The plane trees that now line St Peter's Street are fairly new to the St Albans scenery. Originally, St Peter's Street was bordered by a lime tree avenue, planted in 1881, which earned the street the description of "one of the loveliest boulevards in Europe".
However, these trees had to be removed in the late 20th century and the plane trees replacing them were planted from 1999-2003, as gifts under the Council's tree sponsorship scheme. Many of the trees were planted commemoratively and full details of these trees and others can be found in the "Tree Book of Remembrance" in the Council Offices. The tree sponsorship scheme is still running; if you want to get involved then contact St Albans City Council.
This horse chestnut was grown from a conker collected from a horse chestnut tree in Verdun, France; the only tree to survive the tragic battle which took place there in 1916 and obliterated the rest of the landscape. The battle of Verdun was the longest and one of the bloodiest battles of the First World War, with a quarter of a million French and German troops loosing their lives, and over a million wounded, earning it the nickname of "the mincing machine of Verdun". This tree, the offspring of a rare survivor amongst an unprecedented level of destruction, serves as a memorial to all those who lost their lives.
This walnut tree in St Peter's Churchyard was planted in memory of Nathaniel Cotton, a psychiatrist who founded St Albans' first mental hospital in the 1730's. Walnut was chosen as a fitting tribute due to the brain-like shape of its nuts.
Cotton is most famous for the forward-thinking nature of his methods; in a time where mental health care was in its infancy, and often quite brutal, he was a great advocate of talking through problems with patients, and encouraged sufferers to walk as much as possible; not a million miles away from current forms of treatment for illnesses like depression. His most famous patient was the poet William Cowper, co-author of the hymn "Amazing Grace". Cotton is buried with his wife Ann in the churchyard where the tree now stands.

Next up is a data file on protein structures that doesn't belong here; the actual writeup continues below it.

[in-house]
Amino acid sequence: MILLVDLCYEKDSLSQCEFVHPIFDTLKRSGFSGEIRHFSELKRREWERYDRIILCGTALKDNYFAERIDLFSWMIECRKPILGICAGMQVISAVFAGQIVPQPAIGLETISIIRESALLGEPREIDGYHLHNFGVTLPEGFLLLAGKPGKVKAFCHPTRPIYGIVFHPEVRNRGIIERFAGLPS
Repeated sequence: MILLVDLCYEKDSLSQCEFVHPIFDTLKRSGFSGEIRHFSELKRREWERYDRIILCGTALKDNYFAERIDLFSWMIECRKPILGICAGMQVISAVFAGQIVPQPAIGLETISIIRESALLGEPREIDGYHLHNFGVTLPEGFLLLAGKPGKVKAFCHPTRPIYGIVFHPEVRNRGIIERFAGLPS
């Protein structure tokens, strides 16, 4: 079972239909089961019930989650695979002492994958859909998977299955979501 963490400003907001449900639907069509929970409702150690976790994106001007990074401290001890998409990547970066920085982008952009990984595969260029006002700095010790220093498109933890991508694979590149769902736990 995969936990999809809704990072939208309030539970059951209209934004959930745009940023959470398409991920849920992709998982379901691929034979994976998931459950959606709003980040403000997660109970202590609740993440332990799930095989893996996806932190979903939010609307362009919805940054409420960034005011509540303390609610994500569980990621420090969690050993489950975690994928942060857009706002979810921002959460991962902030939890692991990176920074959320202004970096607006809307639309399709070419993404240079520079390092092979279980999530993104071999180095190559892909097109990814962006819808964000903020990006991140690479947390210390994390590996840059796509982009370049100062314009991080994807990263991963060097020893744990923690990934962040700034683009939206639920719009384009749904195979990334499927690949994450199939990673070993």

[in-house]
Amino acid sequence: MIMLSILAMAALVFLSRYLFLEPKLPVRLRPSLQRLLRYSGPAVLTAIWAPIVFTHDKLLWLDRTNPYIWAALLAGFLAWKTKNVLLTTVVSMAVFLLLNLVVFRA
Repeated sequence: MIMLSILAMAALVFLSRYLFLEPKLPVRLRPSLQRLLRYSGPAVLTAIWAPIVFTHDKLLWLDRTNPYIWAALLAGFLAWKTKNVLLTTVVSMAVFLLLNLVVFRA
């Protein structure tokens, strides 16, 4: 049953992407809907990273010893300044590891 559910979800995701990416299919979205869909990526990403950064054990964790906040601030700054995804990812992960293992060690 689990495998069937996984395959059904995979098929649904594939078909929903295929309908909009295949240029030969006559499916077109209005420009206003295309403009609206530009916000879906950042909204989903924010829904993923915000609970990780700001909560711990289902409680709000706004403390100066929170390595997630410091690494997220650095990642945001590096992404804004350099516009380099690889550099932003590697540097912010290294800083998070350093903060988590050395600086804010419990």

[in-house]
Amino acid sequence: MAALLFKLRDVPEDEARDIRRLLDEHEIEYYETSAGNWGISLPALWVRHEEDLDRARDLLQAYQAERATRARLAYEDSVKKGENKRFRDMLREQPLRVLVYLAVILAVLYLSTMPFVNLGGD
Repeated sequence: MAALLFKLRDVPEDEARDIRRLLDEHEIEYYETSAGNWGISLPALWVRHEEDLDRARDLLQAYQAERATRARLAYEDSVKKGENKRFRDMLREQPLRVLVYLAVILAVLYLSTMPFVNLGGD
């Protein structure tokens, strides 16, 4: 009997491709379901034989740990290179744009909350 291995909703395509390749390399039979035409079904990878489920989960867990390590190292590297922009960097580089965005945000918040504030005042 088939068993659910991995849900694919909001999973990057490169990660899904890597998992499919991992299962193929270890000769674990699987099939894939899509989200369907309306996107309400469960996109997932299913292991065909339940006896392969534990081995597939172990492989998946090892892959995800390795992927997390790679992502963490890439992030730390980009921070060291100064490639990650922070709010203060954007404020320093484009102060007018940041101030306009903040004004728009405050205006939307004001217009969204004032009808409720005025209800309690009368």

This tree was planted 1976 to mark Amnesty International's year of the Prisoner of Conscience which highlighted the plight of all of those imprisoned for their beliefs, race, colour or lifestyle. Ash was chosen as it is a traditional tree of justice; The Abbey at St Albans used to hear pleas and try criminals under a large ash tree in its courtyard. The tree was planted by Mukhtar Rana, a former prisoner of conscience in Pakistan.
These are just a few of the special trees that can be found in St Albans; for more information on these, and to find others, why not try the walk-talk tour of St Albans? The guide can be found online here, or can be purchased for £1 from the Tourist Information Centre, the Verulamium Museum, St Albans Museum and many pubs in the area.